Through an 18-month consultation, which included gathering expertise from athletes, sports, medical professionals and charities, UK Sport found that pregnancy must be treated differently according to the safety of the sport and the individual’s unique experience, and so avoided making the guidance “one-size-fits-all”.

The framework did propose specific timeframes though, including that athletes must “signal their intent” within six months of giving birth regarding their plans to return to pre-pregnancy levels of training. At nine months, athlete potential will be assessed and confirmed to UK Sport, in order for them to continue accessing their funding, but this timeframe could be reconsidered if an athlete were to experience complications during their pregnancy or childbirth.

Five-time Olympic archer Naomi Folkard knows the obstacles for new mothers in elite sport, as she was forced to pump and freeze 80 bottles of breast milk ahead of flying to Tokyo, when the IOC did not permit her to travel with her five-month-old daughter due to Covid restrictions. She was one of the athletes who contributed to UK Sport’s consultation and said the new guidance is potentially life-changing.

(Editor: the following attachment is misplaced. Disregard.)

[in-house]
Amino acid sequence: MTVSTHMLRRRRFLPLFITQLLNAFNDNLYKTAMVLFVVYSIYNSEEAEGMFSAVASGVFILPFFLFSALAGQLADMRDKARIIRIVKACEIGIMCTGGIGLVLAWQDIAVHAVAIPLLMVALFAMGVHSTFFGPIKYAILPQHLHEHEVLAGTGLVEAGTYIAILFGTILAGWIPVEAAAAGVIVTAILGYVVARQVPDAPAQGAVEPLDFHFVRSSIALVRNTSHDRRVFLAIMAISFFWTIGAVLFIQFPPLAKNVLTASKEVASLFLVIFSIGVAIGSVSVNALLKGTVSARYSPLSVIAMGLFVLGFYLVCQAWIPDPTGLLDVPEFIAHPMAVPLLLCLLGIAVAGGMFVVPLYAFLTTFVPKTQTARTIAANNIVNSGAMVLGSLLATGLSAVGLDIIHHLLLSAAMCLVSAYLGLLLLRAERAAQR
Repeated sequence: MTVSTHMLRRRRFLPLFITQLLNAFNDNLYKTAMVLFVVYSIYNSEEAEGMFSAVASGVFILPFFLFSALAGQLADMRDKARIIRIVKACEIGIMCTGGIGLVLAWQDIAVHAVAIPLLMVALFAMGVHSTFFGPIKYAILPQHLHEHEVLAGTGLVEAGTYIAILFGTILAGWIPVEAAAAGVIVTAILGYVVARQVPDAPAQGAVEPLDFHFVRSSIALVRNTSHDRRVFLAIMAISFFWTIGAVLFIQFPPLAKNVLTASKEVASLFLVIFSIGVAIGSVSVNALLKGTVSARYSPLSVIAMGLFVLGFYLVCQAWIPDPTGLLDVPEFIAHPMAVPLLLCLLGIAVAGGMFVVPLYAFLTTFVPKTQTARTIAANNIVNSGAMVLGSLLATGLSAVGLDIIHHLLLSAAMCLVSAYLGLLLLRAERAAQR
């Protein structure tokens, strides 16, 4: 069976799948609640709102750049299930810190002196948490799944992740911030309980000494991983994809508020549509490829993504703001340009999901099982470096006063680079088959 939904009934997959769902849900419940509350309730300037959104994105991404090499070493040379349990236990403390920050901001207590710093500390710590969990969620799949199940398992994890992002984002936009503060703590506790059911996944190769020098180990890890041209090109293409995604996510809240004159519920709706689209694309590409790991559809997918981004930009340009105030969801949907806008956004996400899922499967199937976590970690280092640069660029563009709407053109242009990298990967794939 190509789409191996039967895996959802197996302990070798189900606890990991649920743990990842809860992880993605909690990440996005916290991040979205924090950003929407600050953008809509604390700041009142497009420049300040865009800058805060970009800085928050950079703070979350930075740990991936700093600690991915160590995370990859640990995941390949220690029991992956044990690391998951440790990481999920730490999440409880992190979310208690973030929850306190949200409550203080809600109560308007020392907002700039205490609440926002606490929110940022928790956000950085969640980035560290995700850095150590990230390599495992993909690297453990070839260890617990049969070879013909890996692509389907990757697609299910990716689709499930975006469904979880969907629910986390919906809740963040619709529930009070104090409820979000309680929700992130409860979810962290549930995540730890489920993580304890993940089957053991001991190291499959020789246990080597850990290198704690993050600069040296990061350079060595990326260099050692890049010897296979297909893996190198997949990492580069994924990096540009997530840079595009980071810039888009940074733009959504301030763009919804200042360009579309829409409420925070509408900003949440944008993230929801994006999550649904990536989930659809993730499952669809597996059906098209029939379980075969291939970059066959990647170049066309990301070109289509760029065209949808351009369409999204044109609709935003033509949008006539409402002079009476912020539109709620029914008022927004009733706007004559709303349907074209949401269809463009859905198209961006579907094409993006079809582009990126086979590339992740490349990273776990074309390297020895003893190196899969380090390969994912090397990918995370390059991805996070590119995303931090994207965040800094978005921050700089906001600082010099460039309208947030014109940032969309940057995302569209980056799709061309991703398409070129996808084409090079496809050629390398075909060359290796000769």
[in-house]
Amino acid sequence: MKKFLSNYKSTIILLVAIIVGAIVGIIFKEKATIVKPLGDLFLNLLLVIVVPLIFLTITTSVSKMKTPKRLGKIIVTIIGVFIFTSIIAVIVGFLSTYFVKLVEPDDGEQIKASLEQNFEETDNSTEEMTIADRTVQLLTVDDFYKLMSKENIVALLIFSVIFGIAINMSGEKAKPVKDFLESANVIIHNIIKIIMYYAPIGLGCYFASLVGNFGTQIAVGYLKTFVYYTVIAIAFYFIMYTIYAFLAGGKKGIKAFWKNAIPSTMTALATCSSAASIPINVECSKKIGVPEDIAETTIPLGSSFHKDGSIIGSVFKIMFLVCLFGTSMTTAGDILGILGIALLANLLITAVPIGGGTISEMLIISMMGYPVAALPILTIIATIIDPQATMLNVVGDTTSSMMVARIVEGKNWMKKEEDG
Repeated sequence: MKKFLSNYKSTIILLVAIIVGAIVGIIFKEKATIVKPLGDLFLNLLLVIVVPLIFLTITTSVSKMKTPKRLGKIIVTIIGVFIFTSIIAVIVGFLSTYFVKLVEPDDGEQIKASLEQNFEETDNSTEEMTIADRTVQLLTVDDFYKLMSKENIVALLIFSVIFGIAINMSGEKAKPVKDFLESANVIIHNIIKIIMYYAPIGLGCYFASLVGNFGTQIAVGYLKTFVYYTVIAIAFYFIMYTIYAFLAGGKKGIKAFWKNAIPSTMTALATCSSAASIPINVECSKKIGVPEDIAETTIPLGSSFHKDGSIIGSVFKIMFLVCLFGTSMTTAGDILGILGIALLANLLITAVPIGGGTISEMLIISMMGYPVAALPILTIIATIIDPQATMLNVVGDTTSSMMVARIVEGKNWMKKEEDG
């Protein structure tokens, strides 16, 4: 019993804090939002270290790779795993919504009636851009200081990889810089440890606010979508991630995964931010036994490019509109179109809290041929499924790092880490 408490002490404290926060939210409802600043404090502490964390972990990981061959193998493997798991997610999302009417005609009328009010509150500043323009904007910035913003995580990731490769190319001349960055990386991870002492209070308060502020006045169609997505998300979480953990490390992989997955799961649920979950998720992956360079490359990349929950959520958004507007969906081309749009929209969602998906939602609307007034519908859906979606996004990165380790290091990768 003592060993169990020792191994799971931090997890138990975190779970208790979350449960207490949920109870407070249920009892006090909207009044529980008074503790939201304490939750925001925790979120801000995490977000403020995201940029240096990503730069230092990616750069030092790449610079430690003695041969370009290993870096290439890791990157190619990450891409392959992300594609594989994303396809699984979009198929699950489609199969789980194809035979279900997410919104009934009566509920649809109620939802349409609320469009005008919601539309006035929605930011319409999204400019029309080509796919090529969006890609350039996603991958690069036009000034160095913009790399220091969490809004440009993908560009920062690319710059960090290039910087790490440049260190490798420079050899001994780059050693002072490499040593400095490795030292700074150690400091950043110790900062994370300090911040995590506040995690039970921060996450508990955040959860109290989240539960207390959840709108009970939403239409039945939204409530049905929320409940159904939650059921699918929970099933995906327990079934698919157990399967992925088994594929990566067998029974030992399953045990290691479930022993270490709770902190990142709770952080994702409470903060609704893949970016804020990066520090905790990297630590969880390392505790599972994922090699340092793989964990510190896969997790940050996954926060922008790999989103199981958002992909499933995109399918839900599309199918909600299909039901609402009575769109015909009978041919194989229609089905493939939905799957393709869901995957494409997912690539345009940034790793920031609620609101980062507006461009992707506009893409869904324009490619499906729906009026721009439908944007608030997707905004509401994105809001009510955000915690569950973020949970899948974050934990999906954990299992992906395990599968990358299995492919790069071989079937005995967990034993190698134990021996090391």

“I think if this was in place 20 years ago and [sport] was a safe place to talk about pregnancy, I may well have chosen to have a baby a lot earlier in my career,” Folkard said. “In my early 20s I felt like having a baby and being an athlete wasn’t possible. I’ve now had a baby and I’ve competed in Tokyo when she was five months old, and I realised that it is totally possible. I could have made very different choices earlier on in my career.”